Preferably, the thickness of the activating layer applied should be in the 0.1 μm range. The method of the invention discloses a possibility for structuring the conductive activating layer such that discrete conductive structures are generated. The invention proposes a new method for this. Pursuant to a particularly advantageous characteristic of the present invention, the precise structuring of the activating layer occurs by means of a laser. The structuring, i.e., the generation of the conductive pattern, can occur following application of the conductive polymers, following application of the metal sulfide and/or polysulfide layer, following application of the Pd or copper catalyst, or following application of a thin metal layer. The remaining structures of the activating layer continue to be conductive and can be metallized galvanically—as long as strip conductor connection is present. In doing so, insulated areas can be connected via so-called auxiliary conductors to form an artificial strip conductor bond. During the subsequent electrolytical galvanization, the remaining conductive structures of the activating layer are metallized by applying an external power source. Applying the method according to the invention, various metal electrolytes can be used for the electrolytical galvanization of the structured activating layer; preference is given to copper electrolytes however. Laser ablation thus allows for a precise and individual design of the strip conductors within a range of a few μm. In that context, the method according to the invention also provides the option of removing the so-called auxiliary conductors that served as a sort of power bridge between the insulated strip conductor areas during metallization, once the metallization has been completed. The destruction of the artificial strip conductor bond can, e.g., occur through laser treatment.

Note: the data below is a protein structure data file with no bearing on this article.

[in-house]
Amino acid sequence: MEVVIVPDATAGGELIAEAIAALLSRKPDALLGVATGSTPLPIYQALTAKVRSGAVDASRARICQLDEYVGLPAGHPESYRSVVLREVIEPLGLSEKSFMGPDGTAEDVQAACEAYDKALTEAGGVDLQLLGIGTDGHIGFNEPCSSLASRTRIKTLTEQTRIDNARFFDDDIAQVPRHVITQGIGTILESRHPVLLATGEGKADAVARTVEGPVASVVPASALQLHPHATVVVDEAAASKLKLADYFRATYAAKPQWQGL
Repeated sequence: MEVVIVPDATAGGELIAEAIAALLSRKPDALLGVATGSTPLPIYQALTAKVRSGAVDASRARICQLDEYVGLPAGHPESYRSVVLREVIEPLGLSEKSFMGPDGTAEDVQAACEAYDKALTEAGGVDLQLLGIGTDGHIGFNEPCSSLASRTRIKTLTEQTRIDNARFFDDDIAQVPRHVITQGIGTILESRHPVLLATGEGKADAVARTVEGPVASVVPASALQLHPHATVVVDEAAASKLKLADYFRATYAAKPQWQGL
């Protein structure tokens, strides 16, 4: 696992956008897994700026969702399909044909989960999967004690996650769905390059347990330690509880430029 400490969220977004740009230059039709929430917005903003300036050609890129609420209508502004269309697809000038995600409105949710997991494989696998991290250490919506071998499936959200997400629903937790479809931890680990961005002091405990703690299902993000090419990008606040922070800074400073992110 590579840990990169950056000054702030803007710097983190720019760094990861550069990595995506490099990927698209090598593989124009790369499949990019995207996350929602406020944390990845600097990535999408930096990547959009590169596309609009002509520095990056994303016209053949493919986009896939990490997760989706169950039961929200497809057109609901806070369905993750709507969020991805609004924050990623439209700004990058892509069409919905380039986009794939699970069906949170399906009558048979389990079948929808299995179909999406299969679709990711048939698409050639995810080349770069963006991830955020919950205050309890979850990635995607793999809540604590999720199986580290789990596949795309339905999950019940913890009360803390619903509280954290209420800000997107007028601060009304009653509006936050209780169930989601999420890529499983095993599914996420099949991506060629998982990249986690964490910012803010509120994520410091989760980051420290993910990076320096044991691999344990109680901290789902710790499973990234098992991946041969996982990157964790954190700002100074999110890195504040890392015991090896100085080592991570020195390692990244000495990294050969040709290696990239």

Hence, the method specified in the invention provides the option of doing away with metallizing baths without external power, such as those used in connection with the additive technology. Thanks to this, the pollution of the environment with chemical residue and wastewater is kept at low levels. Furthermore, metal layers precipitated in the absence of external power are clearly inferior with regard to their ductility to metal layers generated electrolytically, which are significantly more finely crystallized and dense. Due to the fact that, because of the activating layer, the method specified in the invention allows for direct electrolytic galvanization through the application of an external power source, it is being ensured in an advantageous manner, that the high ductility requirements necessary are being fulfilled, which will ensure that breakage of the bushes or edges can be avoided, e.g., by reason of the thermal stress of the soldering process during the subsequent assembly of the printed circuit board.